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The implications of the rise of the Innovation in China

By Jesus David Cano Romano
July 27, 2015

Innovation is now part of the new narrative in China, with the series of reforms and guidelines set to guide the nation towards a new path of growth based on quality growth, internal consumption and innovation as part of the major pillars.

The Chinese government plans to transform the nation into a global leader in science and technology, and has boosted R&D investment throughout the country.  Chinese universities and institutes are undertaking cutting-edge research on technologies ranging from big data to biochemistry, nanotechnology to robotics, while partnering with science parks to commercialize these innovations. Chinese entrepreneurs are increasingly pioneers of innovation, whether in products or business processes, and are constantly adapting to the ever-changing and growing demands of the Chinese consumer market.

The numbers are clear during 2014 according to McKinsey, for example, the country spent nearly $200 billion on R&D, the second-largest investment by any country in absolute terms (and about 2% of GDP). China’s universities graduate more than 1.2 million engineers each year—more than any other country. And it leads the world in patent applications, with more than 825,000 in 2013, compared with about 570,000 for the United States.

In spite all of this investment and joint ventures there are still some issues that China needs to solve if wants to morph from a low-cost manufacturer to a value added innovator, mainly related to the work conditions that have been improving significantly  but still some gaps to fill and the intellectual property protection issues mainly related to copycat items.

Innovation will also be critical to generating jobs and income, especially in services. Continued urbanization is expected to bring 100 million more residents to large Chinese cities by 2020. That will create a need for ten million new urban jobs every year, even as manufacturing employment drops.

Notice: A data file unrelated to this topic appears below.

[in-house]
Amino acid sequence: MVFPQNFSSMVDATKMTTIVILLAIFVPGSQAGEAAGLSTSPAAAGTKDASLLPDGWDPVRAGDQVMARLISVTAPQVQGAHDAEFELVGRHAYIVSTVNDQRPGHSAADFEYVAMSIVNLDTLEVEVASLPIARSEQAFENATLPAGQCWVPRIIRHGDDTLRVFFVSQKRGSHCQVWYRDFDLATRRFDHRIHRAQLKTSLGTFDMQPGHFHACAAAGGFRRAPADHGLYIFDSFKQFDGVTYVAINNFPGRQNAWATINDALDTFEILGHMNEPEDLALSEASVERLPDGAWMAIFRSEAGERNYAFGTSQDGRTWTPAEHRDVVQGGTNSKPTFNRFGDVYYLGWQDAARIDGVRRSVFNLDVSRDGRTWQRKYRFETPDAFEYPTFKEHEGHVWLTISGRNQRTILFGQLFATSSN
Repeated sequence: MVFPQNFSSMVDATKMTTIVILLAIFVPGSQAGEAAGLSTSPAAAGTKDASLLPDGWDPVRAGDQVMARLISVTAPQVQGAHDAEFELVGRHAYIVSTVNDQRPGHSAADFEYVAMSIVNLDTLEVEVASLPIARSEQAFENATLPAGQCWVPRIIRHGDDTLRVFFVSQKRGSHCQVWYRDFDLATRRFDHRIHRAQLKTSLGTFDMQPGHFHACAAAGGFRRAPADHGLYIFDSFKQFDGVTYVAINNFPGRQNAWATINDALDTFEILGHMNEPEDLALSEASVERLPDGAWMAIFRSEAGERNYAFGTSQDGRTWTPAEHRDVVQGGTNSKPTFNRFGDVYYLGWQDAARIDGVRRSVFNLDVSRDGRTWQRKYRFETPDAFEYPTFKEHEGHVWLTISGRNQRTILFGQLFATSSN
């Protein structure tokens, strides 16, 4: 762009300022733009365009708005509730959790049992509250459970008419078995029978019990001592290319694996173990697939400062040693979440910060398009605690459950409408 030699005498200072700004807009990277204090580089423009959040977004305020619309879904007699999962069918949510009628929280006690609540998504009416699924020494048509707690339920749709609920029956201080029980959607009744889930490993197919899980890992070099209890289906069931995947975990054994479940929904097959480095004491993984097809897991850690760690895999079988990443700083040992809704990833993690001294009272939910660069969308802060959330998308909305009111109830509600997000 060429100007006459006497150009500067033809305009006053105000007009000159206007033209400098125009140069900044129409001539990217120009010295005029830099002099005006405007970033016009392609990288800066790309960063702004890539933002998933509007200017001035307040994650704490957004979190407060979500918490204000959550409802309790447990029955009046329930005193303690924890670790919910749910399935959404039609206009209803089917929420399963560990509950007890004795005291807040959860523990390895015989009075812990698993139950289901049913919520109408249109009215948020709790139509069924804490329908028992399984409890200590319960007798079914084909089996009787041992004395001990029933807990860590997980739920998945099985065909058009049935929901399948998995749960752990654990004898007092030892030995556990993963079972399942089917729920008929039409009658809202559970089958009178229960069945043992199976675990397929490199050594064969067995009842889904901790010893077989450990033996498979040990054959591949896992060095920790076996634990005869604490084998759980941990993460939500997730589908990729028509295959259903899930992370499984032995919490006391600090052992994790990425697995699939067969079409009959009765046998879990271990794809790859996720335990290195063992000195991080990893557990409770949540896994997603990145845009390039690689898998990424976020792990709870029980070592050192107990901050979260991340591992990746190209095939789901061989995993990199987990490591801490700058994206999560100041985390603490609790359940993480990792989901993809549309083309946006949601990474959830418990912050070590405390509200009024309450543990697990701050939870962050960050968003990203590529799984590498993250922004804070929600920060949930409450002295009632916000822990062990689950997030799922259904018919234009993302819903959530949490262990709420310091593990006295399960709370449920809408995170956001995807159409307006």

Both domestic companies and global companies operating in China can benefit from the Chinese innovation model. The results can be used by both types of companies to compete in China and around the world. Both groups of companies also can make bigger bets on China’s innovation potential and take advantage of the speed of innovation in China. In addition, global players operating in China can deal with local competition through multiple approaches: beat, buy, or join (collaborate with) them.

For Companies doing business with and inside China some topics needed to be reviewed in order to understand the rise of the innovations vows in the country are:

• Given China’s adjustment to a ‘’new normal’’ in economic development, how will this impact the country’s near-term reform efforts and how will it affect the global economy?

• With the ’Made in China 2025’’ manufacturing plan, how will the nation’s role in international industry partnerships link global value chains, upgrade traditional industries and boost growth and employment?

• China’s establishment of the AIIB, New Development Bank and the Silk Road Fund has significant regional and global implications. How will these institutions shape multilateral development lending and infrastructure development?

• The Renminbi has ambitions to become a significant global currency in the near future. How will this impact capital account liberalization, spur the progress of domestic financial reforms and transform global markets?

• Chinese technology start-ups could disrupt markets and industries. How will digitization trends and China’s ‘’internet plus’’ policy transform sectors from finance to media industries, retail and consumption models, as well as manufacturing and supply chains?

• As Chinese entrepreneurs continue to venture into global markets, what will it take for Chinese companies to become truly global brands? We will look at the strategies deployed by Chinese entrepreneurs in overseas markets to overcome challenges and build their reputation globally.

With the right policies in place to support entrepreneurism, encourage market-based competition in more industries, and make China more attractive to top science talent, China can succeed in all forms of innovation. Timing will be critical: with slowing GDP growth, an aging population, and declining returns on massive fixed investments, China must find ways to raise productivity. Innovation is key to this sustainable growth path.